Shooting Stars

Stars
Stars Above Light Painted Pines

I learned last night that night photography is definitely not as simple as day photography. My goal has been to learn how to take pictures of stars and star trails. It was my first attempt at shooting stars with my new Nikon D3400 and Tamron 16-300 mm lens. I purposely chose a night that would have a new moon (less light) and studied the weather forecast to make sure clouds would not be a problem. My grandpa has taken some beautiful star trail shots so we went out into the forest and he guided me along. Before dark, I set up my lens to the proper focus using auto focus while taking a picture then used some gaffers tape on the lens to hold it in that position. I then changed the lens setting to manual focus and waited until it was dark outside. After finding a level and sturdy area to set up my tripod, using my red-light head lamp, I set my camera and lens to the following settings:

  • Camera on Manual Mode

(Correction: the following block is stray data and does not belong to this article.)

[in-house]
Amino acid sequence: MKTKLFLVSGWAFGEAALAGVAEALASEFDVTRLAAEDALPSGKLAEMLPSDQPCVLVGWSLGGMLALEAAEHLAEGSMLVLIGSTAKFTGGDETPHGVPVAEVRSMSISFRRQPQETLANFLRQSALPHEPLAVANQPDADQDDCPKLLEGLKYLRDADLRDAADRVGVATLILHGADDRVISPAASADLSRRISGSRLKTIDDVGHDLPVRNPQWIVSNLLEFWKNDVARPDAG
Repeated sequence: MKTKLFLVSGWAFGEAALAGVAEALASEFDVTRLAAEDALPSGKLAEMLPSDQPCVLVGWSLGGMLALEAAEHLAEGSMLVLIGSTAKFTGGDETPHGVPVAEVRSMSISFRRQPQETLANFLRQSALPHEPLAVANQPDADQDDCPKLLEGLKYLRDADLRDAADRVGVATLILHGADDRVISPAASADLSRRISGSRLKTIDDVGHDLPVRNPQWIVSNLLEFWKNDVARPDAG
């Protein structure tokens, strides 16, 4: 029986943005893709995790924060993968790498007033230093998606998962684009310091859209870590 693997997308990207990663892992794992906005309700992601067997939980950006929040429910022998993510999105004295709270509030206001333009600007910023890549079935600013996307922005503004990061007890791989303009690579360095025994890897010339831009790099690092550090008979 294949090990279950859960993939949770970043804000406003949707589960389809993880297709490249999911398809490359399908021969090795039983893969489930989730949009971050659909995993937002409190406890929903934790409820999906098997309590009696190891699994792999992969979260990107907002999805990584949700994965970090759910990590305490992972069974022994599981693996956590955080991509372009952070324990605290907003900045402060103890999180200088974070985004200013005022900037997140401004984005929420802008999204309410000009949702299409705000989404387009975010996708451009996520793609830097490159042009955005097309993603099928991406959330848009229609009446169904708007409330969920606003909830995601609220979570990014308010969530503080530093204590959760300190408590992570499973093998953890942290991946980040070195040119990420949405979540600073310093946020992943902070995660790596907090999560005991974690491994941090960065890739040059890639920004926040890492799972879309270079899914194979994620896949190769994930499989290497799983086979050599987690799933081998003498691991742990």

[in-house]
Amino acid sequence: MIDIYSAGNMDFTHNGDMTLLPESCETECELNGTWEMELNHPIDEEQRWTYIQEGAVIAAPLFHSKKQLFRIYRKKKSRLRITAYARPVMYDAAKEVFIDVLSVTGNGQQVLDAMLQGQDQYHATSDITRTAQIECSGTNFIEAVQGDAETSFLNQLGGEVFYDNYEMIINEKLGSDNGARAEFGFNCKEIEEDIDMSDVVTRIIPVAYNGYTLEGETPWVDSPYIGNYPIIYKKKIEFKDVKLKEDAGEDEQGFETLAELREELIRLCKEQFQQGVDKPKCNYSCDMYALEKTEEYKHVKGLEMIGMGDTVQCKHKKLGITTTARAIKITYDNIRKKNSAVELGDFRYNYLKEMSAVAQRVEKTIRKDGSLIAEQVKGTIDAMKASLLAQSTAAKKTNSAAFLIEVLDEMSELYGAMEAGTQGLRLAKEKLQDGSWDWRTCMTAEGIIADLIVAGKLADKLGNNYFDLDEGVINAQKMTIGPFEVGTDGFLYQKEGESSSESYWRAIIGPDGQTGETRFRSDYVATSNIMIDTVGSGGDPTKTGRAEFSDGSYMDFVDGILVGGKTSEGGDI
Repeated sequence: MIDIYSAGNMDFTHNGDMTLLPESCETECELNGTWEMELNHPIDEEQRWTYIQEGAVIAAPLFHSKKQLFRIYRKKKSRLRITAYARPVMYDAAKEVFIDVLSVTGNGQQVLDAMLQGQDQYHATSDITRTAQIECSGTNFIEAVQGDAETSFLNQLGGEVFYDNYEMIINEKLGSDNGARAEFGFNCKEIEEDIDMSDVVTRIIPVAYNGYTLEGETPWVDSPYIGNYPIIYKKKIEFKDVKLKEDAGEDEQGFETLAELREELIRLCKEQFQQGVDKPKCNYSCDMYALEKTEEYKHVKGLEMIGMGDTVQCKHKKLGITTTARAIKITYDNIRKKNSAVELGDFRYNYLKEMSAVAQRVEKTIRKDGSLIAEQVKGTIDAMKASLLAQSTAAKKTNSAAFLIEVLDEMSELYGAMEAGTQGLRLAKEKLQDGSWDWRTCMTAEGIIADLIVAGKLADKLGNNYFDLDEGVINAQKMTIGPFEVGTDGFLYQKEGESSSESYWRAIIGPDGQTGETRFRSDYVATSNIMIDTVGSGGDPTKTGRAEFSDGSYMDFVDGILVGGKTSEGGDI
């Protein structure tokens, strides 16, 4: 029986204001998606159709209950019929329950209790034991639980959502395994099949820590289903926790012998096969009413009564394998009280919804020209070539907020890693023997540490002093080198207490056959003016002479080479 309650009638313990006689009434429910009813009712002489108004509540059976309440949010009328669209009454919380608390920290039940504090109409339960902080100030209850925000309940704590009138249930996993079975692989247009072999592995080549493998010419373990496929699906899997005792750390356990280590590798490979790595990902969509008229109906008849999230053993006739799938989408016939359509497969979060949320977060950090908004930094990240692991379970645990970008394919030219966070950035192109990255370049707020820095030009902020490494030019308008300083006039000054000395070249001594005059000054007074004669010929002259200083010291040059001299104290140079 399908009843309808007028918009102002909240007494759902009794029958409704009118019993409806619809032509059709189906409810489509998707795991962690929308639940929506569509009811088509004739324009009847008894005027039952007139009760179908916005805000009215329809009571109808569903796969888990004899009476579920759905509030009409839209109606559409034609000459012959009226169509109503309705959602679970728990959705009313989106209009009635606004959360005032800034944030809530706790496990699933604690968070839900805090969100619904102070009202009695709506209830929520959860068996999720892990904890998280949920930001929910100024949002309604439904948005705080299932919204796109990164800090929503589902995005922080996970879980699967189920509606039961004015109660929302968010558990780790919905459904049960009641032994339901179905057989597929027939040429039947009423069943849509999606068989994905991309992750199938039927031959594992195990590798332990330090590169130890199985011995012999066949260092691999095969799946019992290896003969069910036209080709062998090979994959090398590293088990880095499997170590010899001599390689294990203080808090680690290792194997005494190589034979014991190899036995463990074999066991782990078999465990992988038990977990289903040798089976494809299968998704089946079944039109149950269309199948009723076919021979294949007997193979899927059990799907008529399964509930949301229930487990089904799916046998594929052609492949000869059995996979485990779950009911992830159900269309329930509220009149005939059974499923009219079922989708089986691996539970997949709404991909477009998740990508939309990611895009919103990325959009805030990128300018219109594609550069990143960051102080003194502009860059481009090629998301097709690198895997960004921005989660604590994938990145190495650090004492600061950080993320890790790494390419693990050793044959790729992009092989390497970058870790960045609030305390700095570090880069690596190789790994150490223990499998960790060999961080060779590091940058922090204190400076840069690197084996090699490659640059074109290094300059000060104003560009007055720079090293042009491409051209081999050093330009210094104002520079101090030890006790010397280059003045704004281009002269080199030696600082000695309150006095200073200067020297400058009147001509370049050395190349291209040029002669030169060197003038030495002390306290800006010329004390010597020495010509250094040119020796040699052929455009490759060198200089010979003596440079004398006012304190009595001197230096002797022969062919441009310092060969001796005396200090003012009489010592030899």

• ISO setting of 6400
  • Aperture Setting of 4
  • Shutter Speed of 20 seconds
  • White Balance to Incandescent (bluer shots) or Cloudy or Daylight (yellower shots)
  • Vibration Reduction on lens to OFF
  • Lens set from Auto Focus to Manual Focus
  • Exposure Compensation at 0.0
  • Wireless Shutter Remote

I experimented taking different shots by changing the ISO to 3200 and the White Balance from incandescent to cloudy. My photos turned out fairly good for my first time but maybe because we went out too soon after sunset the light pollution seemed to not help with capturing the numerous stars that can not be seen with the human eye. With anything in life, if you want to be good at something it requires practice and patience. My next trip with require both as I want to move on to capturing star trails soon.

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